Damselflies communicate with females by basically showing off! They swoop about showing off their lovely colours and their flying prowess, and hover by the females to make sure they’ve seen. The female then communicates back by sticking around or flying away. The males communicate quite vigorously with each other too, saying ‘this is my patch, go away’ pretty clearly! Their colours also communicate who’s who, generally the brighter, more eye-catching ones are the males.
If a female damselfly approves of a male, they move on to the next stage …
Dragonflies behave in much the same way as Damsels. The males defend their territories and show off to the females, hoping for their approval.
Hope you’ve enjoyed a little delve into the world of insect communication 🙂 All in all, it would seem insect communication is a lot more straightforward than human communication!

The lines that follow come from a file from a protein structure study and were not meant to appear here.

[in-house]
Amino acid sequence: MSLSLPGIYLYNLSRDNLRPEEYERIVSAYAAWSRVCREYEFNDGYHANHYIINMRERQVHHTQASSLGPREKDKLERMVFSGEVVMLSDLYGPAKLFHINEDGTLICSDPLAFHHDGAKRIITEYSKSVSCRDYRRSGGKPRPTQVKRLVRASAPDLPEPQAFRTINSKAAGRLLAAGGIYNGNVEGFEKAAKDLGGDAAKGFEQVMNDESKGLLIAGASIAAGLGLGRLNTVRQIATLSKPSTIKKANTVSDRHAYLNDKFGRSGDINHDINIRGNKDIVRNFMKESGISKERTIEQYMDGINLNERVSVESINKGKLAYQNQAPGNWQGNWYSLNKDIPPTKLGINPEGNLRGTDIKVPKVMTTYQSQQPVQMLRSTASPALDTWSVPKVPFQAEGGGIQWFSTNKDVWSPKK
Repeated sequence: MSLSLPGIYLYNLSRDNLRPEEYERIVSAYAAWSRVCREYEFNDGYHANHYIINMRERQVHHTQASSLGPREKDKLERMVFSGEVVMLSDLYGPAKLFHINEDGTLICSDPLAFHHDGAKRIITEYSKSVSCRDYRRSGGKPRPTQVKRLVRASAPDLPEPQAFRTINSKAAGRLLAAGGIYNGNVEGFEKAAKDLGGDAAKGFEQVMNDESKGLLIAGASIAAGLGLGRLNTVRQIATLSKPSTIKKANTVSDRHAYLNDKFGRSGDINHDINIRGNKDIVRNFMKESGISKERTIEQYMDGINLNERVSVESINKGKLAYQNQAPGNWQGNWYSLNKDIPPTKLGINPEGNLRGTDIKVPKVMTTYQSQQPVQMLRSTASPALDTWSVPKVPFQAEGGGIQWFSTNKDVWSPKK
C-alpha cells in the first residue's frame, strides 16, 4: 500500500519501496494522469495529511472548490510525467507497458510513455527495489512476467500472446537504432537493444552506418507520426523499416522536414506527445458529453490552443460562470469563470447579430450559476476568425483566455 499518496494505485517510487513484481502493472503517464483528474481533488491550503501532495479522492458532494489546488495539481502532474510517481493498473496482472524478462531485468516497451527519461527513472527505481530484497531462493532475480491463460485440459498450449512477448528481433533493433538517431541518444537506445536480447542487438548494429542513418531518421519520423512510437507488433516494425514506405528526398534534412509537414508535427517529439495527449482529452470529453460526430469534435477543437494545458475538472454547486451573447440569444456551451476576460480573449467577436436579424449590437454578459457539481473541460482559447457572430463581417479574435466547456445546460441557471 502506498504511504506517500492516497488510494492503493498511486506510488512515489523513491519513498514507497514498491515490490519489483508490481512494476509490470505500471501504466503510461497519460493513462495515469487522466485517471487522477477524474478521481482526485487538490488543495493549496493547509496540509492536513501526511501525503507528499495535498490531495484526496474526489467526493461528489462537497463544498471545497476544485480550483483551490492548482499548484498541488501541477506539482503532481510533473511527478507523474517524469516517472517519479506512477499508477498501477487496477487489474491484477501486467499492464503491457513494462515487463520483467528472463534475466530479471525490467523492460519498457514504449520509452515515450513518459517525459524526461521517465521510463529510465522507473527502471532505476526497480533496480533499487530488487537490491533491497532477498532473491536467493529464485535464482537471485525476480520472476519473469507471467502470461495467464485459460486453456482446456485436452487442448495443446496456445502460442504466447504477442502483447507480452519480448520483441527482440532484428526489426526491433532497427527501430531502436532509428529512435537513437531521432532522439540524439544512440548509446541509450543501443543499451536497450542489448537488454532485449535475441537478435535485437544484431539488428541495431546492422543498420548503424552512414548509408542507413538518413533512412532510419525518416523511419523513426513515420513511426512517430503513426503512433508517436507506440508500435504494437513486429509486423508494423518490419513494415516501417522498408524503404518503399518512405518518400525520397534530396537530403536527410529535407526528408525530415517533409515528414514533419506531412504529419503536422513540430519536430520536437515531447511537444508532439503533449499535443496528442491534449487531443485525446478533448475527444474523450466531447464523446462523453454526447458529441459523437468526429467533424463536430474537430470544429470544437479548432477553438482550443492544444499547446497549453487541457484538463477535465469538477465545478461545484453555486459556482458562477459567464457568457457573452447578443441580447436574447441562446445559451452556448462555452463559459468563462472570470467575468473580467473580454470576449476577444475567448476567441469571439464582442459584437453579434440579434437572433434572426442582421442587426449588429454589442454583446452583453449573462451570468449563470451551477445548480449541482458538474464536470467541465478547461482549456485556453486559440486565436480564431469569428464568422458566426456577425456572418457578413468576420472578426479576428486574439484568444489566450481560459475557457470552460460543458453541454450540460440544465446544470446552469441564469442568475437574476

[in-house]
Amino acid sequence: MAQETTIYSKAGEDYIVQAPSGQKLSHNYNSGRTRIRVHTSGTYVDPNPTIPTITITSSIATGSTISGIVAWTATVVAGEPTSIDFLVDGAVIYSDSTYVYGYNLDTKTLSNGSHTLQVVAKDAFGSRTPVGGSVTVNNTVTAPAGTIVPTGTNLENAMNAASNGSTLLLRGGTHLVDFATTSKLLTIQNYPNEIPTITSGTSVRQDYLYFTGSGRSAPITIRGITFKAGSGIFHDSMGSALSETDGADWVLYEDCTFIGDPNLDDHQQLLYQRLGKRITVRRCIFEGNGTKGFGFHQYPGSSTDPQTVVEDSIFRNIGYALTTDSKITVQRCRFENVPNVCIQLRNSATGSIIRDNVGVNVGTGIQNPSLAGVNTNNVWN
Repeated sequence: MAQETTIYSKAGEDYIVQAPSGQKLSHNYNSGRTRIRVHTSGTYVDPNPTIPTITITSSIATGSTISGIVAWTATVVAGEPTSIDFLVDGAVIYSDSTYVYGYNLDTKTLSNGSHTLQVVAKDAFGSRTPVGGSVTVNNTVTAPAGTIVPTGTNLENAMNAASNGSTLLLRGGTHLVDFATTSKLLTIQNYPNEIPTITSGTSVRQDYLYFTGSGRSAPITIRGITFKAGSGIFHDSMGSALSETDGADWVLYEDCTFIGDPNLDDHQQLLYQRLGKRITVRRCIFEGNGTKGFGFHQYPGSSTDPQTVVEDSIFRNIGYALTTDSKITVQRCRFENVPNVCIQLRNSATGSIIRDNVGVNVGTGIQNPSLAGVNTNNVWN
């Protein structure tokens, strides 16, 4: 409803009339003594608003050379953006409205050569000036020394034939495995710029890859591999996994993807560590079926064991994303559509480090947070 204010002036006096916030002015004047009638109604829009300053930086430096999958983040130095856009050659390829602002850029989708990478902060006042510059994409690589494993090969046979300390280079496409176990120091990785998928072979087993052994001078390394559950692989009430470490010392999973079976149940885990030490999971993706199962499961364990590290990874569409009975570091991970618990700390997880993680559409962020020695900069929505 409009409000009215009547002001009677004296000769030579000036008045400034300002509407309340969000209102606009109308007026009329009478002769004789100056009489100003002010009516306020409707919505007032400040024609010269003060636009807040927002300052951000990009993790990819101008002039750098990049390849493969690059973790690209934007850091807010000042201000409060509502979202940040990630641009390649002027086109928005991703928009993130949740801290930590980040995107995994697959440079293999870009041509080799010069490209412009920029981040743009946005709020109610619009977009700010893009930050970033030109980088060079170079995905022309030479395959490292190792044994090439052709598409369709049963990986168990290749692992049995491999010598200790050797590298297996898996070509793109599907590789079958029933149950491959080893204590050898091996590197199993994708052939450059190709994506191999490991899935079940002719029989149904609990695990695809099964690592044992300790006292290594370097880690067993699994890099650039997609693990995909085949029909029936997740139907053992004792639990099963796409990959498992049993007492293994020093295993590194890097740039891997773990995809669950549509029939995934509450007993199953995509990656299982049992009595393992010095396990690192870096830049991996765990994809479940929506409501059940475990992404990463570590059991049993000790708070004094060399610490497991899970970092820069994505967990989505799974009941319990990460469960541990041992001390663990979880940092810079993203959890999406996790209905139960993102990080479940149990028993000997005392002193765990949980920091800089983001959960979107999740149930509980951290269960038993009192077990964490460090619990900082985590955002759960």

There was a time when the things that I now love were derided. I felt uncomfortable and bored in silence. Frustrated by sitting quietly. Longing for something, anything to actually happen! But these things are now my pleasures. To sit on the sofa and crochet to the rhythm of the ticking clock and the gentle snoring of the cat. I relish the peace, the calm, the creativity, and enjoy the small pleasure of the last rays of sunshine lighting up my yarny meditation as evening draws near.
The weather is turning more autumnal now so we have been thinking about keeping warm. My daughter needed a hat, so I decided to find the scarf/shawl I had started making her a while back and get that finished and make a hat to match.
I don’t actually have a photo of her wearing them, but perhaps I’ll get that for next week’s post.